McCarthy’s critics say the majority whip is not tough enough on members of the Republican conference.
Rep. Kevin McCarthy may be the most well-liked member on Capitol Hill among fellow House Republicans. And that might be part of the problem.
The California congressman’s fans are legion, and even critics concede that whipping this particular group of House Republicans might be the toughest job in politics.
But a successful House majority whip, the third-ranking member of the leadership team behind the speaker and the majority leader, has to be part confidant, part enforcer. And it’s in fulfilling the enforcement role that McCarthy falls noticeably short, according to a broad range of Republican operatives, including former GOP House members.
Of course, McCarthy faces many internal and external obstacles to herding the 218 votes needed to pass legislation on the floor, including bills once treated as routine. The majority whip is dealing with a large class of new, inexperienced conservative idealists who equate compromise with capitulation and incremental victory with defeat.
Externally, conservative advocacy groups often exert more influence over Republican members than conference leaders.
But McCarthy’s critics say there are factors within his control that might allow House Republicans to present a more united front to President Barack Obama and Senate Democrats.
In addition, McCarthy lacks the attention to detail and deep knowledge of the issues that make a good whip, his critics contend. He is too concerned with maintaining good relationships to exert party discipline, and he does not delegate enough to a staff described as quite capable, they say.
“The knock on Kevin is that he has gained a reputation for talking a great game, but under-delivering,” said a former House Republican leadership aide who, like most others, spoke on condition of anonymity.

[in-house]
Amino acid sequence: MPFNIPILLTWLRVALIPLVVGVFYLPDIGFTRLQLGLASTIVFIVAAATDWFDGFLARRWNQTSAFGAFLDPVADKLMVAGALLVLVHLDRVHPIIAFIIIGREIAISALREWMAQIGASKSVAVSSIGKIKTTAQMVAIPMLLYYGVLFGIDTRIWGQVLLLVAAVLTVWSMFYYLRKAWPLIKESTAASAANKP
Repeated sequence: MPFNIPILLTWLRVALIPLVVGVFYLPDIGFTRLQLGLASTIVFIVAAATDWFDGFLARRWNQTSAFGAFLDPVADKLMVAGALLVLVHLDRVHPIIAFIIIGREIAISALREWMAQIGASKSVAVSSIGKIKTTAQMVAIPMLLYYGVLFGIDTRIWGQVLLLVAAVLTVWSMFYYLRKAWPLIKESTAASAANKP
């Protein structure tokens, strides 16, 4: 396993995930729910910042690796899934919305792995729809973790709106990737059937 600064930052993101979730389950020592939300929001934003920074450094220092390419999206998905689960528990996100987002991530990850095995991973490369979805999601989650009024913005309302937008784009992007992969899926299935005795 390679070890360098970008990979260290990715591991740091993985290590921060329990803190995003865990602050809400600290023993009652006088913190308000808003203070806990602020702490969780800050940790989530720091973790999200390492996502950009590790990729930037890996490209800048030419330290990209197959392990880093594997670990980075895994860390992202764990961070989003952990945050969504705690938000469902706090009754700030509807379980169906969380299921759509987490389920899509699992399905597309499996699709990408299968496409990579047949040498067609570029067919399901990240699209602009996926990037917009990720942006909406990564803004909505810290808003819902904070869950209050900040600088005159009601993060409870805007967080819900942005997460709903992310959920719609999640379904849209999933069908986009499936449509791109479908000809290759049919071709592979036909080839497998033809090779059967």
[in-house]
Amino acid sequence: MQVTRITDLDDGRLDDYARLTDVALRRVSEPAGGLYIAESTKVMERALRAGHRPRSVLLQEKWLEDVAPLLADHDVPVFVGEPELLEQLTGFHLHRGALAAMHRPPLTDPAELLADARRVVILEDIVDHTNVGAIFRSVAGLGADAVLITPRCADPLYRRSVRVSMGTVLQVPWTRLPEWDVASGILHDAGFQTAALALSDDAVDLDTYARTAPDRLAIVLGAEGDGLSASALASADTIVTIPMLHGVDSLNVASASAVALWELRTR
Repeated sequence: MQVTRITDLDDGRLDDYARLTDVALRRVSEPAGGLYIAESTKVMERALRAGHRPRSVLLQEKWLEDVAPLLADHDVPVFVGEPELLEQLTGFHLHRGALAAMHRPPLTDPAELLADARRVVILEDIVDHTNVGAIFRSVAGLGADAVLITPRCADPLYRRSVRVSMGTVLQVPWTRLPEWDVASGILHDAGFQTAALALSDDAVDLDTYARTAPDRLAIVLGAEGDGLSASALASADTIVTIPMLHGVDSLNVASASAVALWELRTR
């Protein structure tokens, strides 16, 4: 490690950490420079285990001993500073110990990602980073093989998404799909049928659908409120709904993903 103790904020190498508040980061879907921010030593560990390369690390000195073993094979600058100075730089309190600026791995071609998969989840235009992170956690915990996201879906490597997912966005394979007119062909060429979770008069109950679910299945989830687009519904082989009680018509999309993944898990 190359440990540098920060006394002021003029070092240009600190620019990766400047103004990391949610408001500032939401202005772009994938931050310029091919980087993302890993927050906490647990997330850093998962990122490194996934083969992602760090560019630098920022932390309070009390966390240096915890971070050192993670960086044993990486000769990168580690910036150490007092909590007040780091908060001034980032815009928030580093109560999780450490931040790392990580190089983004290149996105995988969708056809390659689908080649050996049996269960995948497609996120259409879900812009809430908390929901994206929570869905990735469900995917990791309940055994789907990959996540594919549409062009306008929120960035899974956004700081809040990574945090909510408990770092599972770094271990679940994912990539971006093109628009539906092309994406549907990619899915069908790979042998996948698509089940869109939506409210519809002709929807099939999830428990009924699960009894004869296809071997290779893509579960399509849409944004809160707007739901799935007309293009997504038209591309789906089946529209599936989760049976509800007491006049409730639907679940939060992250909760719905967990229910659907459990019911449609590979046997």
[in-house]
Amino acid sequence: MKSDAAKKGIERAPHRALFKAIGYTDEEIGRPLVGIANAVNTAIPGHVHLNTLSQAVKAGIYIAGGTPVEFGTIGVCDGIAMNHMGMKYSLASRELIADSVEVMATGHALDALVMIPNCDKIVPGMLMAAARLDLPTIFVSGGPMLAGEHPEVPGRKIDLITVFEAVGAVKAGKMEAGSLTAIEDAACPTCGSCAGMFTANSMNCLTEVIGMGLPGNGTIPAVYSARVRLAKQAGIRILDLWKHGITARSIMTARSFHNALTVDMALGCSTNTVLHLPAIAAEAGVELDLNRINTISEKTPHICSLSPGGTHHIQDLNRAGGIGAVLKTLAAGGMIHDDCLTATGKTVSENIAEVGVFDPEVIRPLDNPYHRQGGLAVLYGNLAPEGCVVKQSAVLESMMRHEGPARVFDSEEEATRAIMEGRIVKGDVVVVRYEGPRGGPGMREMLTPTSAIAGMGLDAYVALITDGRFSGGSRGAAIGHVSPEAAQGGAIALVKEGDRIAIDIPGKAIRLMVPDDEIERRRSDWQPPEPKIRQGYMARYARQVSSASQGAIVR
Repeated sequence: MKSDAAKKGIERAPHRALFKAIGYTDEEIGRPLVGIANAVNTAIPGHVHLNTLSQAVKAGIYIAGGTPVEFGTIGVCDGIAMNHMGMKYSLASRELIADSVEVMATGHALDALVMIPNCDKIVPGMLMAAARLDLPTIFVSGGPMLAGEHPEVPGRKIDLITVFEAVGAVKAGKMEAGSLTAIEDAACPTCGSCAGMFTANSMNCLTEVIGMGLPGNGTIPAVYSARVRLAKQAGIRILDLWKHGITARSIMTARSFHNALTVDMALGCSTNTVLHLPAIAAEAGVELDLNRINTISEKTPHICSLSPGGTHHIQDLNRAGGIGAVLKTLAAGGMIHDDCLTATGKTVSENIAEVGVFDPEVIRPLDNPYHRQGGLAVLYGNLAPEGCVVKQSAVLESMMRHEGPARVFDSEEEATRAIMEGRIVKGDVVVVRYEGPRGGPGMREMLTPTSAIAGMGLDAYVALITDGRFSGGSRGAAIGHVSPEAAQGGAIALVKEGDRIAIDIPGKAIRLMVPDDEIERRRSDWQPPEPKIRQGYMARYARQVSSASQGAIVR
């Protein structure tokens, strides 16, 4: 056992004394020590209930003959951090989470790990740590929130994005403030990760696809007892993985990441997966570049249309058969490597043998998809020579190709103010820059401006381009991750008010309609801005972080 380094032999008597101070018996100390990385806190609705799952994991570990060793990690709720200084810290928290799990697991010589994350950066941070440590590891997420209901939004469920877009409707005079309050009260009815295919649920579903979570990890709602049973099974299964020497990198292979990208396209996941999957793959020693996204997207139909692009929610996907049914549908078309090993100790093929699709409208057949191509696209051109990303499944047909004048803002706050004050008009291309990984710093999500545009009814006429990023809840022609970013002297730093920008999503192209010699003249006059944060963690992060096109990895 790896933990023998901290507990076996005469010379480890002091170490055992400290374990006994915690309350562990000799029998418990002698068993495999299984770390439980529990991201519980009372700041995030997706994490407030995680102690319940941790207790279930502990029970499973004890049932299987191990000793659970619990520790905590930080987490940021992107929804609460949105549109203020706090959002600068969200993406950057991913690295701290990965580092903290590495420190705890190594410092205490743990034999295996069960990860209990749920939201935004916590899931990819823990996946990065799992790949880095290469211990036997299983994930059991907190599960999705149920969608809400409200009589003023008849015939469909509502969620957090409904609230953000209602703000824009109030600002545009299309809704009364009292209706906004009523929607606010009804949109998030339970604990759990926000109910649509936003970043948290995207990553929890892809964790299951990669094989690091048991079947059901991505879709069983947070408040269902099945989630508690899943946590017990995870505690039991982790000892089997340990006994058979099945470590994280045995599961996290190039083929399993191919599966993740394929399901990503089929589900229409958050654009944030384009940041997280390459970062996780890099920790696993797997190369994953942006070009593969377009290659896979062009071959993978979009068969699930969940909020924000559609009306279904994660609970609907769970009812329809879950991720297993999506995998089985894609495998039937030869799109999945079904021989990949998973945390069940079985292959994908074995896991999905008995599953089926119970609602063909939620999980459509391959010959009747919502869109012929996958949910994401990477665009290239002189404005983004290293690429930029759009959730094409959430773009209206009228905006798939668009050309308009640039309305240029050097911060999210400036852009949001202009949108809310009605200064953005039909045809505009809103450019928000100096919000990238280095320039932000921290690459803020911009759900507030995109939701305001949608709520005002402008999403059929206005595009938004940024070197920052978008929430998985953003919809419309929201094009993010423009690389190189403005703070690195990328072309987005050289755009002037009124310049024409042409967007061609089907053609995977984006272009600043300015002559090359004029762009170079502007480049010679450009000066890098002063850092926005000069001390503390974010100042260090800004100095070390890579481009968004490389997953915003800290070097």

Added a second GOP operative who served in a similar position: “He cares more about being liked than he does twisting arms to get the job done.”
McCarthy, in an interview with CQ Roll Call, acknowledged the difficulty the GOP leadership has had in securing votes, most recently on fiscal-cliff and debt ceiling legislation. The four-term congressman also said he continues to improve and refine his whip strategies.
But on the core criticism that he is essentially too nice and unwilling to badger members, McCarthy defended his approach, with its heavy reliance on his trademark “listening sessions.” “If people want me to be the bully — I believe, out of respect, it’s better to win the vote on the policy,” McCarthy said Thursday during a discussion in the whip’s office. “Do we push? Yeah, we push. But we’re not going to be the bully.”
He added: “We’ve never been off on our vote count.”
Sen. Dianne Feinstein, D-Calif., chairman of the Senate Intelligence Committee, speaks with reporters in the Capitol after a speech on the Senate floor that accused the CIA of searching computers set up for Congressional staff for their research of interrogation programs.